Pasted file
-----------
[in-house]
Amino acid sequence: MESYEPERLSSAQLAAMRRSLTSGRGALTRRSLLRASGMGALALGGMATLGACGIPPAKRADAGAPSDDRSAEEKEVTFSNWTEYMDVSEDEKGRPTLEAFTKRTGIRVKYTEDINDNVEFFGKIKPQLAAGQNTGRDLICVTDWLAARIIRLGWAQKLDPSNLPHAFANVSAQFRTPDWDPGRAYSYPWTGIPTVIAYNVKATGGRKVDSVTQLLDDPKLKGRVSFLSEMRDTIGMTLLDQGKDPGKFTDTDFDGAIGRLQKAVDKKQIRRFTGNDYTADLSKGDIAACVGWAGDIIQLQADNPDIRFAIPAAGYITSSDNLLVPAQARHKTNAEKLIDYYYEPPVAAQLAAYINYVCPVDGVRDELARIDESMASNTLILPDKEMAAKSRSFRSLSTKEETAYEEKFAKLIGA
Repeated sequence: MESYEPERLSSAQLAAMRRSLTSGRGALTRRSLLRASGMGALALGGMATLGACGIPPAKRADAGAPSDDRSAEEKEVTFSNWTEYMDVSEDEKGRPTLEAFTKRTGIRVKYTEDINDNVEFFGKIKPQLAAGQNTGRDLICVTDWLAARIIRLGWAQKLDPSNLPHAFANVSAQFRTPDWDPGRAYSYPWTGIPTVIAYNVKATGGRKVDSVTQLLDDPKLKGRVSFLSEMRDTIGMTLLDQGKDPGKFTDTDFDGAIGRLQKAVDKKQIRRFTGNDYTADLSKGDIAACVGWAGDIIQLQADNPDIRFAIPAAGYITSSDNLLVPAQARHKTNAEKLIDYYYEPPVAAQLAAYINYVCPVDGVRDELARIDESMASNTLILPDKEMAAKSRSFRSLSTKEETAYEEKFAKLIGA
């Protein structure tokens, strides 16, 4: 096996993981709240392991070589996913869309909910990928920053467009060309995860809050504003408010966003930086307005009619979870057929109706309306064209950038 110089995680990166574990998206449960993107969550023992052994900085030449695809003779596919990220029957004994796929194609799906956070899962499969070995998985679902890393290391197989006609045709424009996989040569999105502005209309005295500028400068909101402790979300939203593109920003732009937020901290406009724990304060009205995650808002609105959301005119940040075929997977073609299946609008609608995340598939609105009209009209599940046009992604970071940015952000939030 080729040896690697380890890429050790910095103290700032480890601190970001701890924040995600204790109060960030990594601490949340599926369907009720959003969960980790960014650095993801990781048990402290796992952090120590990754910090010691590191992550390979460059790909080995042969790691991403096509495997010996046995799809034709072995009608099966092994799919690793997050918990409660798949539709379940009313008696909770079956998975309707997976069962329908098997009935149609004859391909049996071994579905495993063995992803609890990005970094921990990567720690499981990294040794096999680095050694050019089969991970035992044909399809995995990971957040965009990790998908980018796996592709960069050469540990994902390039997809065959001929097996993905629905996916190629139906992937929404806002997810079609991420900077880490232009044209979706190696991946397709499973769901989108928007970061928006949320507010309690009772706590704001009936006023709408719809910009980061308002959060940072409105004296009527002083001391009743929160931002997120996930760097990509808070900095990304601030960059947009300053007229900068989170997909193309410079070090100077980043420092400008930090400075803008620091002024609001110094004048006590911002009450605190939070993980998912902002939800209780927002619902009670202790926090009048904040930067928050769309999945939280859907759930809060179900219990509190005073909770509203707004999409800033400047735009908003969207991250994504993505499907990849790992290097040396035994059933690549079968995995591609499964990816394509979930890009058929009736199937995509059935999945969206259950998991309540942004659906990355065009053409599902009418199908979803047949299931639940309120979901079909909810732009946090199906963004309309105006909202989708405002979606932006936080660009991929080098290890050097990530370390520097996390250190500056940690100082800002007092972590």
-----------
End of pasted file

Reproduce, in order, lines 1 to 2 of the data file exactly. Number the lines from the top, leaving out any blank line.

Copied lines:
[in-house]
Amino acid sequence: MESYEPERLSSAQLAAMRRSLTSGRGALTRRSLLRASGMGALALGGMATLGACGIPPAKRADAGAPSDDRSAEEKEVTFSNWTEYMDVSEDEKGRPTLEAFTKRTGIRVKYTEDINDNVEFFGKIKPQLAAGQNTGRDLICVTDWLAARIIRLGWAQKLDPSNLPHAFANVSAQFRTPDWDPGRAYSYPWTGIPTVIAYNVKATGGRKVDSVTQLLDDPKLKGRVSFLSEMRDTIGMTLLDQGKDPGKFTDTDFDGAIGRLQKAVDKKQIRRFTGNDYTADLSKGDIAACVGWAGDIIQLQADNPDIRFAIPAAGYITSSDNLLVPAQARHKTNAEKLIDYYYEPPVAAQLAAYINYVCPVDGVRDELARIDESMASNTLILPDKEMAAKSRSFRSLSTKEETAYEEKFAKLIGA